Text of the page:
According to Tesla, Broder was given explicit instructions for his drive: Keep the speed at 55 mph and turn down the climate control. Broder claims to have set the cruise control at 54 mph, and at one point he writes that he “limped along at about 45 miles per hour.” However, the logs released by Tesla show that he drove at speeds ranging from 65 to 81 mph, and kept the interior temperature at 72 degrees, increasing it to 74 degrees at one point.
In an interview with Fox News Mr. Musk took it a bit further claiming that it appeared Mr. Broder was set upon getting a picture of the Model S on a tow truck. He drove past multiple public charging stations and even “disconnected the charger with an indicated range of 32 miles, despite planning to drive 61 miles.” He even, apparently, drove in circles around a charging station in what Musk assumes was a deliberate attempt to run out of juice. “If someone were to do a test drive of a gasoline driven car and filled up the car and filled up the car to a quarter tank, drove past several gas stations until it came to a stop what would you think of that reporter?”
Tesla has so far declined to release the raw data and Mr. Broder is working with his editor on a rebuttal. Mr. Musk is obviously biased toward believing that the Model S is a fantastic car and could not possible have performed as poorly as it did. Mr. Broder and his editor have a vested interest in getting more page views and it’s hard to stand out when your review is as positive as all the others out there. It’s Motor Trend’s 2013 Car of the Year after all. I found the article through a 3rd party and I’m guessing the only reason they linked to it was because it was out of the ordinary. Short of some sort of mea culpa from the intrepid report I doubt we will ever know for certain what really happened on that cold winter day. I suspect the truth lies somewhere between Mr. Broder’s account and Mr. Musk’s reading of the logs.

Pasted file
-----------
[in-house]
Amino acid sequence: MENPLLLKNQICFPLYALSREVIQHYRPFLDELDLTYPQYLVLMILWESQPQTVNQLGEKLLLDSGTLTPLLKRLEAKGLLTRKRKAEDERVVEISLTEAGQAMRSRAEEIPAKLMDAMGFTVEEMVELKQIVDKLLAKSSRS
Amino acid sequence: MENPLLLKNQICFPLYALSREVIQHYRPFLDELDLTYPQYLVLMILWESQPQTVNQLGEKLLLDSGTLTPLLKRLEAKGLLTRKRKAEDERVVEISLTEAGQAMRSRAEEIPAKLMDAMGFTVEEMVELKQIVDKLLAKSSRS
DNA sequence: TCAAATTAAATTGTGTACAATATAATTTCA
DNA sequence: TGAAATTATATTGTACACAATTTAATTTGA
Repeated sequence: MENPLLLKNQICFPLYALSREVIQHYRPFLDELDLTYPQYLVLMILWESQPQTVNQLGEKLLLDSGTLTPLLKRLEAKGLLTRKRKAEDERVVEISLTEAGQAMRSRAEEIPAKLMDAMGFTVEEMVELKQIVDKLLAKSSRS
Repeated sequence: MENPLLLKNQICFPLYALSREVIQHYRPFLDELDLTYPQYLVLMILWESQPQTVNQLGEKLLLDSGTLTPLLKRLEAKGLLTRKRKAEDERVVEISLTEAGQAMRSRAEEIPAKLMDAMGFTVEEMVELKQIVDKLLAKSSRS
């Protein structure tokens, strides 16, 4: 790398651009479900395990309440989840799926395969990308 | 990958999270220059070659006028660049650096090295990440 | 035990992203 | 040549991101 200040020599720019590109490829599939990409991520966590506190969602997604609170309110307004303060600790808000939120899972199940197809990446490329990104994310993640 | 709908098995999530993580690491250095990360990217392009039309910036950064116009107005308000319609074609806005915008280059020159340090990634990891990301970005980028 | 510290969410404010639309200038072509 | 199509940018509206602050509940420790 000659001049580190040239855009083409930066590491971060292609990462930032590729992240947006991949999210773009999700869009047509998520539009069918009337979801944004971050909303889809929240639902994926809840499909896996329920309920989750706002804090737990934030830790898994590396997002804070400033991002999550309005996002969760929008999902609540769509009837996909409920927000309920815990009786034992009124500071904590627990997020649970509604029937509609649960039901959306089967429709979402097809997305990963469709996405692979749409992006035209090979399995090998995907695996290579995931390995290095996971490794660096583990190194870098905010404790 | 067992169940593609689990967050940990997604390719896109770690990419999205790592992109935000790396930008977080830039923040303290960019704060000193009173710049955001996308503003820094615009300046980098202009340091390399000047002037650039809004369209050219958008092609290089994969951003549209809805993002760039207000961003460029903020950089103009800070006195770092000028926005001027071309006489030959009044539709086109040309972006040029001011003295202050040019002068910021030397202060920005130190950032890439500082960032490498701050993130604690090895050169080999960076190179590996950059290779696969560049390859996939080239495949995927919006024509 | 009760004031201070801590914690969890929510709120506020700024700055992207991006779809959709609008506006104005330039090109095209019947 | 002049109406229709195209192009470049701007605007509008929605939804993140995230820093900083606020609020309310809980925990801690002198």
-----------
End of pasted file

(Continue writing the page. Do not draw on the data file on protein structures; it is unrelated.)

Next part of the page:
Update (2/14 4:45pm)
Mr. Broder has posted his point-by-point response to Mr. Musk’s accusations. He maintains that everything he did was in line with what he was told to do by Tesla phone support.
The Tesla personnel whom I consulted over the phone – Ms. Ra and Mr. Merendino – told me to leave it connected for an hour, and after that the lost range would be restored. I did not ignore their advice.
He also states that he did not know about the charging stations he passed, again he was being directed by Tesla support staff, and denies trying to deliberately drain the car.
I drove around the Milford service plaza in the dark looking for the Supercharger, which is not prominently marked. I was not trying to drain the battery. (It was already on reserve power.) As soon as I found the Supercharger, I plugged the car in.
He finishes by denying that Mr. Musk apologized for any inconvenience he had.
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Mr. Musk not only apologized, he said the charging stations should be 60 miles closer together and offered me a second test drive when additional stations were built.
February 13th, 2013 § §
The always thorough and insightful Horace Dediu argues that iTunes, which includes the App Store, is no longer a “break-even” business and is becoming one of the primary pillars upon which Apple rests; Dediu calls these stool legs.